Critical Infrastructure Security

Claroty Gets $100M for Global Growth, Microsegmentation M&A

Delta-v Led Round to Enhance Critical Infrastructure Security, Extend Runway to IPO
Claroty Gets $100M for Global Growth, Microsegmentation M&A
Yaniv Vardi, CEO, Claroty (Image: Claroty)

A cyber-physical systems security powerhouse hauled in $100 million to expand its presence in the public sector and transportation and pursue acquisitions in areas such as microsegmentation.

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The strategic growth funding from Delta-v Capital will give New York-based Claroty the financial runway needed to expand into heavily regulated verticals and deepen its presence in markets such as the United States and Japan, according to CEO Yaniv Vardi. The company will consider M&A to broaden its technological capabilities and gain more market share in verticals or territories Claroty deems critical.

"We wanted to make sure that we have the financial runway that we need to secure the additional verticals and territories we want to go after," Vardi told Information Security Media Group. "We also want to expand our technology capabilities to provide a one-stop shop, a comprehensive platform with all the necessary capabilities for the critical infrastructure organizations."

Vardi declined to provide a valuation associated with Claroty's latest round of financing, though Globes reported the company is now worth $2.5 billion. The money comes 27 months after Claroty closed a $400 million Series E funding round led by SoftBank and used the funds to buy healthcare IoT security startup Medigate. The company first surpassed $100 million in annual recurring revenue last year (see: Claroty CEO Yaniv Vardi on the Need to Guard Medical Devices).

The Appeal of a Microsegmentation Acquisition

Buying a microsegmentation company could be a good fit for Claroty given the company's focus on network protection and desire to protect customers through firewalls or more tightly defined zones, Vardi said. Claroty is also open to acquiring companies with market share, a strong customer base and revenue in verticals where the company wants to grow faster or offer customers more services.

"We want to grow bigger, faster when it makes sense to add more value to our customers," Vardi said. "If we see that, in certain verticals, our customers will benefit from more capabilities through someone that already has market share, like a service provider, we will definitely consider that."

Vardi said Claroty plans to focus on the transportation vertical since new regulations from the U.S. Transportation Security Administration are driving customer investment. Claroty already counts five airlines among its customers, along with a smattering of airports and shipping ports. Going forward, Claroty will attend more transportation events, map to the vertical's regulations, and evangelize its tools.

"We want to grow bigger, faster when it makes sense."
– Yaniv Vardi, CEO, Claroty

The assets, devices and networks in the public sector are similar to those Claroty encounters in the healthcare, industrial and manufacturing spaces, but the way the U.S. government protects them is different. Claroty is in the process of getting FedRAMP-certified, and Vardi wants to leverage the company experience, know-how and data to better support customers in public sector industries.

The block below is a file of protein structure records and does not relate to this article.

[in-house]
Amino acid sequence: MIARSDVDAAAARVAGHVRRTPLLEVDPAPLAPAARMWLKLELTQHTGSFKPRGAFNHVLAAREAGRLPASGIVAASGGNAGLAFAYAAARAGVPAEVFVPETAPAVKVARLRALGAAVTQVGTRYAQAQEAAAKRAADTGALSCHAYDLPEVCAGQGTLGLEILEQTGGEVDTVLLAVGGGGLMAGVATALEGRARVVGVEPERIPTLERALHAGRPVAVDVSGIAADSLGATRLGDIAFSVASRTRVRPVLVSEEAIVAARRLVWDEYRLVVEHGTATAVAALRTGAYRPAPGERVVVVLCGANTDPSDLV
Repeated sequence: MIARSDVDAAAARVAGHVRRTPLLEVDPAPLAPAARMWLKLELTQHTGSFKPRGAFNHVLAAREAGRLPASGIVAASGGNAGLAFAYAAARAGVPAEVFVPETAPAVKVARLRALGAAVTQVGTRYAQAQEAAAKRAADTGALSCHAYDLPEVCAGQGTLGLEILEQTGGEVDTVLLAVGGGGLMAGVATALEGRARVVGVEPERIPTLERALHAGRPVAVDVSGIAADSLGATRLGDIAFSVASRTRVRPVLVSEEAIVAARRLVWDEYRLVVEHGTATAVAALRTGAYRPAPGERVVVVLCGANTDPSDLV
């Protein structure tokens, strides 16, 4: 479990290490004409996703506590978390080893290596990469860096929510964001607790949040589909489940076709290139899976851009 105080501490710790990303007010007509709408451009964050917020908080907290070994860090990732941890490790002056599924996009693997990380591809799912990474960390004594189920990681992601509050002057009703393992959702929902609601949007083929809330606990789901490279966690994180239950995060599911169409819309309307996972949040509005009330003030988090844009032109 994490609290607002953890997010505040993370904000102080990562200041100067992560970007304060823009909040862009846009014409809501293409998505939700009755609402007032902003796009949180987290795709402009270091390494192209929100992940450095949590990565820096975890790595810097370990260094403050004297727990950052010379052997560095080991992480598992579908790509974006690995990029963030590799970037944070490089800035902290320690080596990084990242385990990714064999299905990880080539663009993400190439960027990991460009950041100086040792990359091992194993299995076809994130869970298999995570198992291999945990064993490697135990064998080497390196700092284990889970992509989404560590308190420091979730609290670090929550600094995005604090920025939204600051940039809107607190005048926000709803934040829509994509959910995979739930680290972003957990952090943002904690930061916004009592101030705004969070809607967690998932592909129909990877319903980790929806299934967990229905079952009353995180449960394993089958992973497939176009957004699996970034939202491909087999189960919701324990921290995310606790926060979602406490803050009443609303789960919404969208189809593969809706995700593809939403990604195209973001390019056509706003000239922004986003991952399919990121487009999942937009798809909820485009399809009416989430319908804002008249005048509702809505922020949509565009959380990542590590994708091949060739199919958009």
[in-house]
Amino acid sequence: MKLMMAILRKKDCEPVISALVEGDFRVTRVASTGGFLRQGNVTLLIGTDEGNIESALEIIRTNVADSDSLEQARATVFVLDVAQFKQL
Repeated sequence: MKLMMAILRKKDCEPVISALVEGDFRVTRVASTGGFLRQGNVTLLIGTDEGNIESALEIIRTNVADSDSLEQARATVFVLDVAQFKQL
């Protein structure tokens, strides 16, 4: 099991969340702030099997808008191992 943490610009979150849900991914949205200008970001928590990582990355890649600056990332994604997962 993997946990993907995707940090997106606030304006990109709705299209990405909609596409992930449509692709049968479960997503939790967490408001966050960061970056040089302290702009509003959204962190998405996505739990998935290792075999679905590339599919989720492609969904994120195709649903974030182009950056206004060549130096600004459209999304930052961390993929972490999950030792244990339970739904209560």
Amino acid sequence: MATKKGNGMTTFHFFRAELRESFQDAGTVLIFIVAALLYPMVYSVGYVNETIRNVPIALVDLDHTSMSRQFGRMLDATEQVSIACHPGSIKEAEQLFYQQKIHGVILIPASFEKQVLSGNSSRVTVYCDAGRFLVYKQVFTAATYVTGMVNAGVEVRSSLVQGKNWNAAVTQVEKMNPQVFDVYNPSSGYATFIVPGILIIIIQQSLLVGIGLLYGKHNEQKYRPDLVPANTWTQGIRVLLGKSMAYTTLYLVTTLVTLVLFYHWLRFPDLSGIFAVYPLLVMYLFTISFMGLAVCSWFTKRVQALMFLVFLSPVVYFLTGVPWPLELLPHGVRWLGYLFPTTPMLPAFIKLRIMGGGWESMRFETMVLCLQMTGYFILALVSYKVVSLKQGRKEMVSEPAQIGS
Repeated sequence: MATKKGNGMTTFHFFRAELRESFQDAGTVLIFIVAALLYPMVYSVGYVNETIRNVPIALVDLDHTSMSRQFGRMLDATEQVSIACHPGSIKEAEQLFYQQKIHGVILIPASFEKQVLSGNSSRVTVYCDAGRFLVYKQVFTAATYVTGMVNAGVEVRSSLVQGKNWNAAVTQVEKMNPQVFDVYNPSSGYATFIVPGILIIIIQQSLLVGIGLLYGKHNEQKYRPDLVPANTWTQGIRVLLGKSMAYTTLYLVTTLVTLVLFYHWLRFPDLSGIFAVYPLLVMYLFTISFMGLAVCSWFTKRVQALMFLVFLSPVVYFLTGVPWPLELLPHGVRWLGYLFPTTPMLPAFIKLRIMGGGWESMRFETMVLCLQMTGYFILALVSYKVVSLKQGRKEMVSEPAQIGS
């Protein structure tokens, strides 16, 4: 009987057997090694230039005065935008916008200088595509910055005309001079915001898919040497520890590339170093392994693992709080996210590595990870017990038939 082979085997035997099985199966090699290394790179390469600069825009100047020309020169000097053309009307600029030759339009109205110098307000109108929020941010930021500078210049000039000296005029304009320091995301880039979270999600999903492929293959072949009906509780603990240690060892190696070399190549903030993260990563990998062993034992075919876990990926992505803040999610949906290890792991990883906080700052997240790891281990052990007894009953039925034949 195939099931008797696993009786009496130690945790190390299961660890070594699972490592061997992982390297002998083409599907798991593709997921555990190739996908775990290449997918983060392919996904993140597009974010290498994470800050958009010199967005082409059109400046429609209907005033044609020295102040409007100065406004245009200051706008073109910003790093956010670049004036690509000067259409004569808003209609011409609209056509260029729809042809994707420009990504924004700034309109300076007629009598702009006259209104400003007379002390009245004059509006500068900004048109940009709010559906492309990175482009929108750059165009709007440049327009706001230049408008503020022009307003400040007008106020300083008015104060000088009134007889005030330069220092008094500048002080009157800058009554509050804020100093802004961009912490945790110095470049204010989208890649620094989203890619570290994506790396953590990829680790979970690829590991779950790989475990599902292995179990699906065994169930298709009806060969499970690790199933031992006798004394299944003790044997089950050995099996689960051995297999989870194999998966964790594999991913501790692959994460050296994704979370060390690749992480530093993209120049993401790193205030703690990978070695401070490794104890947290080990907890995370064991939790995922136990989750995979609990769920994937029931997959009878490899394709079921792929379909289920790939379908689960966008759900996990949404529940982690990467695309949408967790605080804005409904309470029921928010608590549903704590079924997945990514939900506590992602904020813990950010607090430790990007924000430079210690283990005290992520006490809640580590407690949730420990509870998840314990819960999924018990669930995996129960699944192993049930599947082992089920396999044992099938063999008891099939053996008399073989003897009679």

Becoming Bigger in Japan and the US

Claroty already offers visibility and protection for critical infrastructure organizations across verticals such as life sciences, automotive, utilities, food and beverage, and oil and gas through a one-stop offering that also includes network detection and securing remote operations. The company has focused on gaining more visibility into physical assets to better protect them along with segmenting to spot critical issues.

From a geographic standpoint, Vardi said, Claroty wants to direct marketing and customer support resources to the United States - which is the company's largest market today - along with Japan, which is the world's fourth-largest industrial economy. Claroty also wants to focus on countries with robust industrial regulations such as the United Kingdom, Germany, Italy, France, Singapore and Brazil, he said.

As far as metrics are concerned, Vardi is most focused on annual recurring revenue, net retention rate and achieving efficient growth toward profitability. Claroty has closely monitored its sales efficiency, customer acquisition costs and the Rule of 40 to ensure the company is ready for an initial public offering when market conditions become more favorable, according to Vardi.

"We have been going through IPO readiness for quite some time now because we want to make sure we follow the right processes for a healthy company, regardless of IPO," Vardi said. "I could be ready for an IPO now, but I don't think the market is ready."


About the Author

Michael Novinson

Michael Novinson

Managing Editor, Business, ISMG

Novinson is responsible for covering the vendor and technology landscape. Prior to joining ISMG, he spent four and a half years covering all the major cybersecurity vendors at CRN, with a focus on their programs and offerings for IT service providers. He was recognized for his breaking news coverage of the August 2019 coordinated ransomware attack against local governments in Texas as well as for his continued reporting around the SolarWinds hack in late 2020 and early 2021.




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